The Federal Trade Commission said Monday that it is ordering Amazon, Walmart, Kroger, Procter & Gamble, Tyson, Kraft Heinz and several major wholesalers to grocery stores to turn over information in a wide-ranging inquiry examining the causes of empty shelves and surging prices in the United States.
The antitrust watchdog is looking into whether supply chain disruptions are creating anti-competitive practices among businesses and contributing to higher prices for consumers.
The agency is not seeking this information for any specific law enforcement purposes. Instead, the FTC is sending these orders under a legal provision that allows it to conduct broad studies of competition. The companies have 45 days to respond.
The orders require the companies to turn over internal documents and information about the factors disrupting their ability to attain and deliver goods, increased costs and prices and the steps they are taking to minimize disruptions. The FTC also wants to know how they allocate products among stores when items are in short supply.
FTC Chair Lina Khan said in a statement that she hopes the study will “shed light on market conditions and business practices that may have worsened these disruptions and led to asymmetric effects.”
Khan, who was appointed by President Joe Biden earlier this year, has been a critic of major technology companies and the agency has set an aggressive antitrust agenda.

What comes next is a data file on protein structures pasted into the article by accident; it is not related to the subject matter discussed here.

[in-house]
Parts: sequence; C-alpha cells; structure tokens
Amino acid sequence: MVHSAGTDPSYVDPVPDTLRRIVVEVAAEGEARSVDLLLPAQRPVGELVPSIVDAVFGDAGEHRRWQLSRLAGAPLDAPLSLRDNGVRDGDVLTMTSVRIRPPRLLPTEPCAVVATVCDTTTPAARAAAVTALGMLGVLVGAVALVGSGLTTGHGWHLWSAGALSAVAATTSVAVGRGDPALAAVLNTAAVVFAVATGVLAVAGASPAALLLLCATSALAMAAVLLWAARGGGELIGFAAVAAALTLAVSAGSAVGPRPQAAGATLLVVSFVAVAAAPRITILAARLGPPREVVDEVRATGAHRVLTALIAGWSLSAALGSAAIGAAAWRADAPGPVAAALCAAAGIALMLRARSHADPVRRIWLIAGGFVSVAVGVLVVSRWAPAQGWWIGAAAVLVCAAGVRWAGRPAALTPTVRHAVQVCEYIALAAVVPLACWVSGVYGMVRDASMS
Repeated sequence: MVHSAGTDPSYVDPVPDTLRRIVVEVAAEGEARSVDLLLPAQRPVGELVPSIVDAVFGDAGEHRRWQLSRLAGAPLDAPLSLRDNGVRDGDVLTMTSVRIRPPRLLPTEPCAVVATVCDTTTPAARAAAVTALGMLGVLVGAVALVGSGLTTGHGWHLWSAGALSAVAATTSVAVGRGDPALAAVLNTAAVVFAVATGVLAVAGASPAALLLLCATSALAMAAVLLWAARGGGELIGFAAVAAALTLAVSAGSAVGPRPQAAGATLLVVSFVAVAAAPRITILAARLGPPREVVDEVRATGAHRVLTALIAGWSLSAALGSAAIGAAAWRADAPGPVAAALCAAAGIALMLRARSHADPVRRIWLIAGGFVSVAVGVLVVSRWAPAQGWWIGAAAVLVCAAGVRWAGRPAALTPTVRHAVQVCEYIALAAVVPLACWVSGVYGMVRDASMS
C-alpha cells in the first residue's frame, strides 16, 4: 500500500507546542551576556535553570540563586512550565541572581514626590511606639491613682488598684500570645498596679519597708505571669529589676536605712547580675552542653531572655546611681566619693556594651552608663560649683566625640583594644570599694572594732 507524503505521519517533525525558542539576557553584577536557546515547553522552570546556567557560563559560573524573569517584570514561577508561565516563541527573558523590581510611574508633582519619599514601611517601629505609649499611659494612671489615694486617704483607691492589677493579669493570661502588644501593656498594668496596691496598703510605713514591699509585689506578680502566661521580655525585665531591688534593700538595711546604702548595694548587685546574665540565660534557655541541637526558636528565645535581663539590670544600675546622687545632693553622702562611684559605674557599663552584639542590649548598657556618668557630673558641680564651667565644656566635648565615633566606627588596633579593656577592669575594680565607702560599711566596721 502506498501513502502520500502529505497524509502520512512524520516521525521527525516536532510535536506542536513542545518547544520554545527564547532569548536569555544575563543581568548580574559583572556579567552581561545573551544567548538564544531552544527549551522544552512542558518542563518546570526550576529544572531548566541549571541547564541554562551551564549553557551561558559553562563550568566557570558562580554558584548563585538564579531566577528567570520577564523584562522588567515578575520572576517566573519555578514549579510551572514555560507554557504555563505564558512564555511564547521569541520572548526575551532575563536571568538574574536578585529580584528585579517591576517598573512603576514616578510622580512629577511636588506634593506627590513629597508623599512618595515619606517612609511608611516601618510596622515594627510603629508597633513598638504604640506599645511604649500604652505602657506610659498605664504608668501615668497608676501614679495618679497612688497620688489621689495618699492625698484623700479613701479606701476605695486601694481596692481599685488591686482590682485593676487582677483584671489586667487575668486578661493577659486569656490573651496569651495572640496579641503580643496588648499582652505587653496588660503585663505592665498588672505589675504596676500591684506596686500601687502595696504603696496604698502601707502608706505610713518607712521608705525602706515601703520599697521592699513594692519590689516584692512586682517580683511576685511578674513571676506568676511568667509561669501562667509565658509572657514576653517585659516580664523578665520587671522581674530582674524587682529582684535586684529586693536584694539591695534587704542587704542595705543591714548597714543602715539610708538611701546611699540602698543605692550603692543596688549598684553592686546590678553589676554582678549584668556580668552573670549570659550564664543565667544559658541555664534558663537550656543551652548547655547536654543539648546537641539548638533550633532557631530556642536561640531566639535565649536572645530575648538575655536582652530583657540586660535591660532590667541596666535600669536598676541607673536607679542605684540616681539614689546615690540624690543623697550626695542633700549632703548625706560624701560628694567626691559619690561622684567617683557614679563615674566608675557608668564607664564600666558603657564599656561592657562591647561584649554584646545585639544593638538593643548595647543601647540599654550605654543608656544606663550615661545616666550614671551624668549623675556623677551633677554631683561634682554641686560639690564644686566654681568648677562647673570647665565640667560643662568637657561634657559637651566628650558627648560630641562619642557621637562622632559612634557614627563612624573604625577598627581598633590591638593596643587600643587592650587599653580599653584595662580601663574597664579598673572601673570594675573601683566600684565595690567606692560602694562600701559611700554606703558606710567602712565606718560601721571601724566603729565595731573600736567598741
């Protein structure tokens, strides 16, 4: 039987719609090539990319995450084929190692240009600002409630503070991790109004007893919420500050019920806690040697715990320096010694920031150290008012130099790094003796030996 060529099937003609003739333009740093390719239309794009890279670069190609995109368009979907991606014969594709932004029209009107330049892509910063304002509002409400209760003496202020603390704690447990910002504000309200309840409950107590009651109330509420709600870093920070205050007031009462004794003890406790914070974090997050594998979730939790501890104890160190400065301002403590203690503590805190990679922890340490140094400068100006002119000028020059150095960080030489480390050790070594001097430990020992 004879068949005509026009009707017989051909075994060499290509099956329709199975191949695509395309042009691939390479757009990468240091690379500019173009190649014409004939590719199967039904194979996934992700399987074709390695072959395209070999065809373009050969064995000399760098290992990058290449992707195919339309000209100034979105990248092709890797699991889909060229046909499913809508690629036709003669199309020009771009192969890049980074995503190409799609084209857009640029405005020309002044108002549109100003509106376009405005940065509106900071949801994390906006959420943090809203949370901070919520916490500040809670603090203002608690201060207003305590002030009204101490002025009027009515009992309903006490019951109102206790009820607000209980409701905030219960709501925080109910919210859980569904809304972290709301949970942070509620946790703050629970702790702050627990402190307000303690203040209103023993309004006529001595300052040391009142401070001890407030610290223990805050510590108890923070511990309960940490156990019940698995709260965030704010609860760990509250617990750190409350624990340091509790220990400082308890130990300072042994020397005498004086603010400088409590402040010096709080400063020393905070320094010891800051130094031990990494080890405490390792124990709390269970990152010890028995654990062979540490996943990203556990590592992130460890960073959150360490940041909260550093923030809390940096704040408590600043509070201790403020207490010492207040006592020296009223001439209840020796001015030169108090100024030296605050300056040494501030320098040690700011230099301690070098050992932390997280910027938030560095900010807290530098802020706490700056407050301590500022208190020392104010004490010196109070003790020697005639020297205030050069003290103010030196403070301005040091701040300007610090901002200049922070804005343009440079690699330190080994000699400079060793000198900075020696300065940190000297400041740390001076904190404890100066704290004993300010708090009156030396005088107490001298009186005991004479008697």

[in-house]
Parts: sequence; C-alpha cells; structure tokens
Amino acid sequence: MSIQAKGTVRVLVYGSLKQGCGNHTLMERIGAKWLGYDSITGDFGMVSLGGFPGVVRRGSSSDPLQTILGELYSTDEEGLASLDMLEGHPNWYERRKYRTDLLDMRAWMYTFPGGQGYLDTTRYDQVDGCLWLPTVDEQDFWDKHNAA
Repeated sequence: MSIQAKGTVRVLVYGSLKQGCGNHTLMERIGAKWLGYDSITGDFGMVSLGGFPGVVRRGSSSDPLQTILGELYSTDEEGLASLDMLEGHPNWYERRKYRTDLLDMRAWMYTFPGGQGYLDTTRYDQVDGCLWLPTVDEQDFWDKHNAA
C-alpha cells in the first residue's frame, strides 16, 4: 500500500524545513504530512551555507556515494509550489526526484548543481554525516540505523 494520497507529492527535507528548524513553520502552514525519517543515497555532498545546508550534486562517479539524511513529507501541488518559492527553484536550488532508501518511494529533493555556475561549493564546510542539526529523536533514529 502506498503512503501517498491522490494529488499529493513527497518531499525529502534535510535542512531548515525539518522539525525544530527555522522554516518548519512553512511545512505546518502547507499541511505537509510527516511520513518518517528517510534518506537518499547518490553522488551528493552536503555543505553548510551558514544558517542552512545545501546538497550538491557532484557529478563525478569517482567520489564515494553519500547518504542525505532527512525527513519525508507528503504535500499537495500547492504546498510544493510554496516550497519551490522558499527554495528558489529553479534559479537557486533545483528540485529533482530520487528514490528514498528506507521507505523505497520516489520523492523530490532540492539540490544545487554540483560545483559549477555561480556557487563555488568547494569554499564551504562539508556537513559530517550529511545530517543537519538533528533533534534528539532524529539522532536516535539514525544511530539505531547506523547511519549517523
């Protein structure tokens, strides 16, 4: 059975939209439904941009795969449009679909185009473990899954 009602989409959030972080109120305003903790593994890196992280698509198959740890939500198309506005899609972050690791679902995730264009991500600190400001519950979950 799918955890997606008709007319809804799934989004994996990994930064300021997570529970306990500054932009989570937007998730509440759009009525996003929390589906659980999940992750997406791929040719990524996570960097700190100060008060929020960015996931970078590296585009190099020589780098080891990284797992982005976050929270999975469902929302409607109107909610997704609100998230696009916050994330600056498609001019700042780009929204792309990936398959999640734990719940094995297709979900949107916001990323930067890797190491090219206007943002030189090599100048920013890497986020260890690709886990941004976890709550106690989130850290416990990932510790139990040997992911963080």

Amazon (AMZN) and Walmart (WMT) did not immediately respond to requests for comment. A spokesperson for Kraft Heinz (KHC) said in an email that the company “will work with the FTC to respond to the request in a timely manner.” Procter & Gamble (PG) and Tyson (TSN) declined to comment.
The National Grocers Association, a trade group for independent grocery stores and their wholesalers, has pushed for stronger antitrust enforcement throughout the past year. The group praised the FTC’s 4-0 vote in favor of conducting the study.
Independent grocery store owners say they have been unfairly squeezed out by top chains and suppliers during the pandemic, leaving their stores with emptier shelves, lesser-quality products and higher prices for customers.
The Grocers Association hopes the FTC study will lead the agency to “soon rein in the destructive anticompetitive tactics that have been ignored by federal agencies for decades,” Chris Jones, the trade group’s senior vice president of government relations and counsel, said in a statement Tuesday.